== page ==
I am still involved. Chimwemwe works with homeless and disadvantaged children in Blantyre, Malawi, helping them to remain in education or to return to it. For many families, it is a financial struggle to send their children to school – the cost of uniforms and stationery and textbooks can be more than they can afford – and so the children get pulled out of school to work or beg. Chimwemwe helps the families by buying the uniforms and stationery for the children and paying the school fees for those in secondary education (which is not free in Malawi). For those children who have been orphaned, we help them into foster care and support the foster families as well as the kids (buying food for them so that taking the children on doesn’t mean that the foster family is pushed towards poverty). We’ve also just finished building a centre where the kids can go to do homework and get life-skills lessons. For those older kids who are about to leave school, we help them to get apprenticeships or training so that they can build their own businesses and also give them a start-up grant to help them to find their feet.

You are Dr Amanda Fleet. You held a permanent post at the University of St Andrews lecturing on Physiology, a post which you have given up to become a full-time writer. Not a small decision. Why did you make it?

Well… I’d been writing and working full-time for a few years, spending evenings and weekends scribbling away. That wasn’t sustainable! Or compatible with staying healthy, and so I moved to part-time work at the university – three days a week – and wrote at weekends and on the days I wasn’t working. Then, finally, a serious heart condition made me reassess my priorities in life and I decided to have a career change. Writing made me happier than working at the university did and trying to fit too much into too little time was having a significant and detrimental effect on my health. I miss some aspects of working at the university (not least the pay cheques!) but it was the right move and I haven’t regretted it so far.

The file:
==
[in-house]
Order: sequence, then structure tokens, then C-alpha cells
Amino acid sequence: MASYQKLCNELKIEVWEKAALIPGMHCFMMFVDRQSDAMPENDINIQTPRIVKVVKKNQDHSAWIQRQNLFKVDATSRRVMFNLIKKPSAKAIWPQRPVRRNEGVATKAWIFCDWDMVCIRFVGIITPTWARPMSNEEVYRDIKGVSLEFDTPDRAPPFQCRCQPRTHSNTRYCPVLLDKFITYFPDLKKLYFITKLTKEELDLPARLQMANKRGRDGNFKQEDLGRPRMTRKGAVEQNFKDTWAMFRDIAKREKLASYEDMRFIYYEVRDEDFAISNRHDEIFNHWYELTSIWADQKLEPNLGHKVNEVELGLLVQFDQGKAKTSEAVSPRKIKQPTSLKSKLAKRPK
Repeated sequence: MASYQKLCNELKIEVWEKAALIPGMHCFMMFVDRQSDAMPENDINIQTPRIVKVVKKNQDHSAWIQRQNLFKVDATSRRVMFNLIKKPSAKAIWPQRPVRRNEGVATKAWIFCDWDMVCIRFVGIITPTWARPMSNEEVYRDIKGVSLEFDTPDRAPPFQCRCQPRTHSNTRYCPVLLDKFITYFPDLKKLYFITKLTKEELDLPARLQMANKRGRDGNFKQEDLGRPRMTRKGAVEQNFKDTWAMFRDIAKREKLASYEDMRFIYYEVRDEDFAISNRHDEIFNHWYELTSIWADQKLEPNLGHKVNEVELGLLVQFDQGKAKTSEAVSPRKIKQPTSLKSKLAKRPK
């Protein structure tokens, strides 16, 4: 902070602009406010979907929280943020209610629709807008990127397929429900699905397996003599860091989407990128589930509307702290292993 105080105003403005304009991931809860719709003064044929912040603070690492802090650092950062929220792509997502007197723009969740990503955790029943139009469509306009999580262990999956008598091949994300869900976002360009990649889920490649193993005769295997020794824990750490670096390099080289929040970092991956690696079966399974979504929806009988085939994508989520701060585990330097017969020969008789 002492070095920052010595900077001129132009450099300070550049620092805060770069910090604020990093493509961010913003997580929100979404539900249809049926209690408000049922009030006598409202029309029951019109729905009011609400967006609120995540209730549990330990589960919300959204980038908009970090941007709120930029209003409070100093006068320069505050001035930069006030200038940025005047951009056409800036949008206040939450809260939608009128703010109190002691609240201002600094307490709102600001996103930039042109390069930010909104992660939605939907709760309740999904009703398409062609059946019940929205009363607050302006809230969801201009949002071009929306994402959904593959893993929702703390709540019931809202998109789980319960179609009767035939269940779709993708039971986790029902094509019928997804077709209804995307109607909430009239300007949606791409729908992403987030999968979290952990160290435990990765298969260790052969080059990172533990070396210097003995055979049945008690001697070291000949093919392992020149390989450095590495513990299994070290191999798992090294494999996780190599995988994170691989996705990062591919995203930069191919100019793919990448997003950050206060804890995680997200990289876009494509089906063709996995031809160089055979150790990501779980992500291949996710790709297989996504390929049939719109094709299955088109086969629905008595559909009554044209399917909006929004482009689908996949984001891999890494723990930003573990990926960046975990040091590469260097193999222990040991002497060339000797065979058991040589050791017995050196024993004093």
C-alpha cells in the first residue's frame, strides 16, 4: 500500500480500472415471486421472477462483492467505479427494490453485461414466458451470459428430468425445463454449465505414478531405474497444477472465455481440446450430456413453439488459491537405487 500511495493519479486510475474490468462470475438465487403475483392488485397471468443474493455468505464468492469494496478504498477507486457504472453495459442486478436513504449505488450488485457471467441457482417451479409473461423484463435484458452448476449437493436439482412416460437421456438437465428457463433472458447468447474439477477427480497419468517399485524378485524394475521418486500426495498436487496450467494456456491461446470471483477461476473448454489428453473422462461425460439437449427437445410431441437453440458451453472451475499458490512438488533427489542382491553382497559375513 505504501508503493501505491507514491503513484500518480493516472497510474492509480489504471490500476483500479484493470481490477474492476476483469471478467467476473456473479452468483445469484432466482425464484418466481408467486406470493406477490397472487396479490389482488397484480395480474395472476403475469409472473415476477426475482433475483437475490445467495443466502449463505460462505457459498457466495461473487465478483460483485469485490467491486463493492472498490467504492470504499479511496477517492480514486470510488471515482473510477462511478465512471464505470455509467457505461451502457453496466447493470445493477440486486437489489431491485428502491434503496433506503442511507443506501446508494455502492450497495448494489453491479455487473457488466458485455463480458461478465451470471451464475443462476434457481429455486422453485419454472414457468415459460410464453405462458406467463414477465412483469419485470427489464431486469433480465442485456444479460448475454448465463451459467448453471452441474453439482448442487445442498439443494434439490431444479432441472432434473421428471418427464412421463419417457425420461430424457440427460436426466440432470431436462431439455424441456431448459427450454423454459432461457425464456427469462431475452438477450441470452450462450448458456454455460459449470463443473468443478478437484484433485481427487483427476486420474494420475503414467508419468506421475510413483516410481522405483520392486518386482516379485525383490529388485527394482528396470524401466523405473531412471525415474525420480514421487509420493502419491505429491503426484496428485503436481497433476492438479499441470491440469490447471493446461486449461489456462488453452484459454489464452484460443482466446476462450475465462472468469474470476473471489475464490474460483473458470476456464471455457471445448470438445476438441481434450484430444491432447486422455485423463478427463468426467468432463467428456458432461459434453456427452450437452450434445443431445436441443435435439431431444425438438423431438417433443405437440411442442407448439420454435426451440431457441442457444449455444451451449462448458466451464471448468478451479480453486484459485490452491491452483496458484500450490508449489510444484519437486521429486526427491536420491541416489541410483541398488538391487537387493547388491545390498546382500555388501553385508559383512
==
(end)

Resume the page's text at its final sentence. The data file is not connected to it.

What was it like getting from an idea in your head to a printed, published book?

Surreal. It genuinely feels like it’s happening to someone else! Everyone says I must be really proud of my achievements and delighted to see the book in print… I am delighted, but it feels as if I’m delighted for a friend rather than for myself. Maybe it hasn’t sunk in yet or maybe I live too much of my life in a fantasy world in my head, but it doesn’t feel mine to be honest.

You explained that there are two more books already written. Do the characters from “The Wrong Kind of Clouds” feature in them?

No. Actually, there are more than two written, because The Wrong Kind of Clouds wasn’t the first book I’d written, it was the first to get published. I have a bit of a back-log building up! People keep asking me whether there’s another book with Summer and LB going to happen and I have ¾ of one written with them in it. I think I’ll need to get that one sorted out soon since everyone seems to want more of them.

When can we expect the publication of number two?

Hopefully within the year. I’m editing at the moment and that book will go off to my editor at the end of June, for her to make it better.

What advice would you give to anyone considering writing a book?

Be sure that you have the time. You’re not writing the book yet, but you fill every minute of your day with something. What gets replaced in order to write the book? Do you stop watching TV? Stop playing sport? Stop seeing friends? You need to think what you’re going to have to give up in order to have the time to write, because there are 24 hours in the day and no more. Just because you decide to spend 2 hours a day writing, doesn’t mean the day is now 26 hours long! You need to know where you’ll get the time from. To have a head full of ideas and no opportunity to scribble them down before they vanish, is hell. Believe me, I know.

 

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Comments

  1. I think that if writing is important to us we’ll make the time to do it. If watching TV, dusting or getting our nails done is more important, then we’ll do those things instead.

    • True. I found it useful to analyse where my time was going. Scary how easy it is to waste!